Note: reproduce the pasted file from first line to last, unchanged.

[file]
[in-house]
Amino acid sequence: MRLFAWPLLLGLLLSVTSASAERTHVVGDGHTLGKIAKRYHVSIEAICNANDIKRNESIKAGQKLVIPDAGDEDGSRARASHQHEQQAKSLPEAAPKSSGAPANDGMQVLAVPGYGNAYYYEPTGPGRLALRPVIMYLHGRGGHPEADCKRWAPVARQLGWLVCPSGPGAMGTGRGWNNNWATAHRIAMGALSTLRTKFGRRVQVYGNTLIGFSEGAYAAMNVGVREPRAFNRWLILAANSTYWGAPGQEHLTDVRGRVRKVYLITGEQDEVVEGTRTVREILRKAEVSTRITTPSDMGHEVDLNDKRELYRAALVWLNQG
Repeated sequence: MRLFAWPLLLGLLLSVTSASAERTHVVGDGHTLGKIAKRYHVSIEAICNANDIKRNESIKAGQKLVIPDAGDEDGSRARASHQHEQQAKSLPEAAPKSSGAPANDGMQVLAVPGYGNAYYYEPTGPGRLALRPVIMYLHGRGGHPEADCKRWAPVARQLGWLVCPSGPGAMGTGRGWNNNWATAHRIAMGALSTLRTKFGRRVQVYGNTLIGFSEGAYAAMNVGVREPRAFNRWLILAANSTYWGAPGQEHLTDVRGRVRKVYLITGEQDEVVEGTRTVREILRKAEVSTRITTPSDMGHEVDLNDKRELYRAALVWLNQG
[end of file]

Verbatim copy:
[in-house]
Amino acid sequence: MRLFAWPLLLGLLLSVTSASAERTHVVGDGHTLGKIAKRYHVSIEAICNANDIKRNESIKAGQKLVIPDAGDEDGSRARASHQHEQQAKSLPEAAPKSSGAPANDGMQVLAVPGYGNAYYYEPTGPGRLALRPVIMYLHGRGGHPEADCKRWAPVARQLGWLVCPSGPGAMGTGRGWNNNWATAHRIAMGALSTLRTKFGRRVQVYGNTLIGFSEGAYAAMNVGVREPRAFNRWLILAANSTYWGAPGQEHLTDVRGRVRKVYLITGEQDEVVEGTRTVREILRKAEVSTRITTPSDMGHEVDLNDKRELYRAALVWLNQG
Repeated sequence: MRLFAWPLLLGLLLSVTSASAERTHVVGDGHTLGKIAKRYHVSIEAICNANDIKRNESIKAGQKLVIPDAGDEDGSRARASHQHEQQAKSLPEAAPKSSGAPANDGMQVLAVPGYGNAYYYEPTGPGRLALRPVIMYLHGRGGHPEADCKRWAPVARQLGWLVCPSGPGAMGTGRGWNNNWATAHRIAMGALSTLRTKFGRRVQVYGNTLIGFSEGAYAAMNVGVREPRAFNRWLILAANSTYWGAPGQEHLTDVRGRVRKVYLITGEQDEVVEGTRTVREILRKAEVSTRITTPSDMGHEVDLNDKRELYRAALVWLNQG